Proper Radio Prepping: Keep a kit that is always ready to hit the field!

My Red Oxx Micro Manager packed with a full radio field kit

Yesterday, my family packed a picnic lunch and took a drive through Madison County, North Carolina. It was an impromptu trip. Weather was forecast to be pretty miserable that afternoon, but we took the risk because we all wanted to get out of the house for a bit.

Although that morning I had no intention of performing a Parks On The Air (POTA) activation, my family was supportive of fitting in a little radio-activity, so I jumped on the opportunity!

A quick glance at the POTA map and I determined that the Sandy Mush State Game Land (K-6949) was on our travel route. Better yet, the timing worked out to be ideal for a lunch picnic and before most of the rain would move into the area.

Ready for radio adventure

I had no time to prepare, but that didn’t matter because I always have a radio kit packed, fully-charged, and ready for the field.

My Red Oxx Micro Manager EDC pack (mine is an early version without pleated side pockets) holds an Elecraft KX2 field and antenna kit with room to spare (see photo at top of page).

The Micro Manager pack easily accommodates the entire kit

This 20 year old blue stuff sack is dedicated to antenna-hanging. It holds a reel of fishing line and a weight that I use to hang my end-fed antenna in a tree or on my Jackite telescoping fiberglass pole. The sack also accommodates a 10′ coax cable.

The Elecraft KX2 transceiver, EFT Trail-Friendly Antenna, hand mic, CW paddles, C.Crane earphones, and wide variety of connectors and cables all fit in this padded Lowe Pro pack:

The advantage to having a simple, organized radio kit at the ready is that everything inside has its own dedicated space, so there’s no digging or hunting for items when I’m ready to set up and get on the air.

This level of organization also makes it easy to visually inspect the kit–missing items stand out.

Yesterday I parked our car at one of the Sandy Mush Game Land parking areas, deployed my field antenna, and was on the air in a matter of seven minutes at the most.

Hunter Parking Area Sign

Technically, this should read “Activator” parking area! (A questionable inside joke for POTA folks!)

We planned for heavy rain showers, so I fed the antenna line through the back of my car so that I could operate from the passenger seat up front.

I also brought my Heil Proset – K2 Boom Headset which not only produces better transmitted audio than the KX2 hand mic, but it frees up my hands to log stations with ease. This is especially important when operating in the front seat of a car!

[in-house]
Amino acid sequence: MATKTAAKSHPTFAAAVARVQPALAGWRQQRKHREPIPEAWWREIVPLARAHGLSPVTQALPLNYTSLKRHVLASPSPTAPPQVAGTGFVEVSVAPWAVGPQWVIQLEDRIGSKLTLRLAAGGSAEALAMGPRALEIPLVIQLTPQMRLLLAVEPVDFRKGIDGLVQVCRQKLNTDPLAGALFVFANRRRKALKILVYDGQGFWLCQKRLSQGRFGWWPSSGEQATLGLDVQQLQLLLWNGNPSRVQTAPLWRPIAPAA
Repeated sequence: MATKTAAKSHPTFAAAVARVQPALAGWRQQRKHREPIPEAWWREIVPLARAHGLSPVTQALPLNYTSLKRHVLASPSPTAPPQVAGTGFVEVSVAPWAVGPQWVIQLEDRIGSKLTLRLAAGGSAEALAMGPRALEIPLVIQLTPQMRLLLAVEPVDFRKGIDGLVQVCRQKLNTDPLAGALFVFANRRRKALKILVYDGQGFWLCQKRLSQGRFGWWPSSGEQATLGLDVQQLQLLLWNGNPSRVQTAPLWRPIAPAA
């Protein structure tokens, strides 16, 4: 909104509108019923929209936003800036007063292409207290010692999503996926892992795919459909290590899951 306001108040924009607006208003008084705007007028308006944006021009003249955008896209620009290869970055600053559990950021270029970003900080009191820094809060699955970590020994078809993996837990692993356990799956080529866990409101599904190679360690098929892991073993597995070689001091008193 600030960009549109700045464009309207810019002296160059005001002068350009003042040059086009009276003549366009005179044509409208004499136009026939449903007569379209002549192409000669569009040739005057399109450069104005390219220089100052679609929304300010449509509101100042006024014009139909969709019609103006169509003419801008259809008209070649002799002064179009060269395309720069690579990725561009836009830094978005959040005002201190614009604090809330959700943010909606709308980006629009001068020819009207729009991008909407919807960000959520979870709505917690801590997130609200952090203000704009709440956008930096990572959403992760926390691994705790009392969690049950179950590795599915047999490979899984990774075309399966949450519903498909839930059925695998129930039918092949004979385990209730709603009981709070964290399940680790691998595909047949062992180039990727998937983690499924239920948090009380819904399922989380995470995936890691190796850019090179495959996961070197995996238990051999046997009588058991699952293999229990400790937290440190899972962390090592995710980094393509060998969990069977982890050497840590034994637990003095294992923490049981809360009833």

The great thing about the KX2 is that it’s so compact, it can sit on my clipboard as I operate the radio (although typically I have an elastic strap securing it better). Since all of the KX2 controls are top-mounted, it makes operation a breeze even in winter weather while wearing gloves.

Since I routinely use the KX2 for shortwave radio broadcast listening as well, I know I always have a radio “locked and loaded” and ready to hit the air. My 40/20/10 meter band end-fed antenna works well for the broadcast bands, as long as there is no strong local radio interference (RFI). When I’m faced with noisy conditions, I pack a mag loop antenna as well.

What’s in your radio go-kit?

Having a radio kit stocked and ready to go on a moment’s notice gives me a great sense of security, and not just for recreational ham and shortwave radio listening reasons.

Sometimes I travel in remote areas by car where I’m more than an hour away from the nearest town and where there is no mobile phone coverage.

If my car breaks down, I know I can always deploy my radio kit and get help from the ham radio community in a pinch. Herein lies the power of HF radio!

If you haven’t built a radio go-kit, I’d highly recommend doing so. Although I’m a bit of a pack geek, keep in mind that you don’t need to purchase special packs or bags for the job. Use what you already have first.

I’m plotting a detailed post about the anatomy of an HF radio field kit. In the meantime, I’m very curious how many of you in the SWLing Post community also have a radio kit at the ready–one based on a transceiver or receiver.  Please comment!

Better yet, feel free to send me details and photos about your kit and I’ll share them here on the Post!

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15 thoughts on “Proper Radio Prepping: Keep a kit that is always ready to hit the field!

  1. Jerome van der Linden

    Hello Thomas,
    I received an offer from Tecsun Radios Australia recently, and this is right on topic for those (like me) that have a PL880. It won’t all fit here, but I’ve added a link to the web site.